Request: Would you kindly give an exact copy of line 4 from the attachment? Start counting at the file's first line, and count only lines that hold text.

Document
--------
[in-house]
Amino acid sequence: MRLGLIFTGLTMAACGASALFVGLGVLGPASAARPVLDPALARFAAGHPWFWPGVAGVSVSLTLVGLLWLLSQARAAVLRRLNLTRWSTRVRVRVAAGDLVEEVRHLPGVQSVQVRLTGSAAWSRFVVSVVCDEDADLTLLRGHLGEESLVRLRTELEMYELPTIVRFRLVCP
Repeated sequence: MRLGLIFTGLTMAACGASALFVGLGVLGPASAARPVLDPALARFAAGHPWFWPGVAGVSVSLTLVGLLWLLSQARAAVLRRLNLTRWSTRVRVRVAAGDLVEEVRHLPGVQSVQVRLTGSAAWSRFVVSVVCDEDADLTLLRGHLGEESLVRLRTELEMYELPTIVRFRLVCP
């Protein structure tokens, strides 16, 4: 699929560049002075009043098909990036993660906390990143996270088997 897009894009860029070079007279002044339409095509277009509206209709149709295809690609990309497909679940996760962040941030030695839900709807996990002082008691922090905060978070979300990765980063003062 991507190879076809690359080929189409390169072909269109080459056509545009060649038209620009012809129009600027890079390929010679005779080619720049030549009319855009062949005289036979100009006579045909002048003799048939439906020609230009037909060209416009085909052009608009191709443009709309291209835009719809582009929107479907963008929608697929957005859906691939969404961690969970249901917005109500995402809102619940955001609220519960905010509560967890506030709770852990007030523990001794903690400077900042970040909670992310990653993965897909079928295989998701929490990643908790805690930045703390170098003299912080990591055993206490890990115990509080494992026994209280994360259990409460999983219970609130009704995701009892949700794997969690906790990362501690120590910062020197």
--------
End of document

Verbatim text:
């Protein structure tokens, strides 16, 4: 699929560049002075009043098909990036993660906390990143996270088997 897009894009860029070079007279002044339409095509277009509206209709149709295809690609990309497909679940996760962040941030030695839900709807996990002082008691922090905060978070979300990765980063003062 991507190879076809690359080929189409390169072909269109080459056509545009060649038209620009012809129009600027890079390929010679005779080619720049030549009319855009062949005289036979100009006579045909002048003799048939439906020609230009037909060209416009085909052009608009191709443009709309291209835009719809582009929107479907963008929608697929957005859906691939969404961690969970249901917005109500995402809102619940955001609220519960905010509560967890506030709770852990007030523990001794903690400077900042970040909670992310990653993965897909079928295989998701929490990643908790805690930045703390170098003299912080990591055993206490890990115990509080494992026994209280994360259990409460999983219970609130009704995701009892949700794997969690906790990362501690120590910062020197």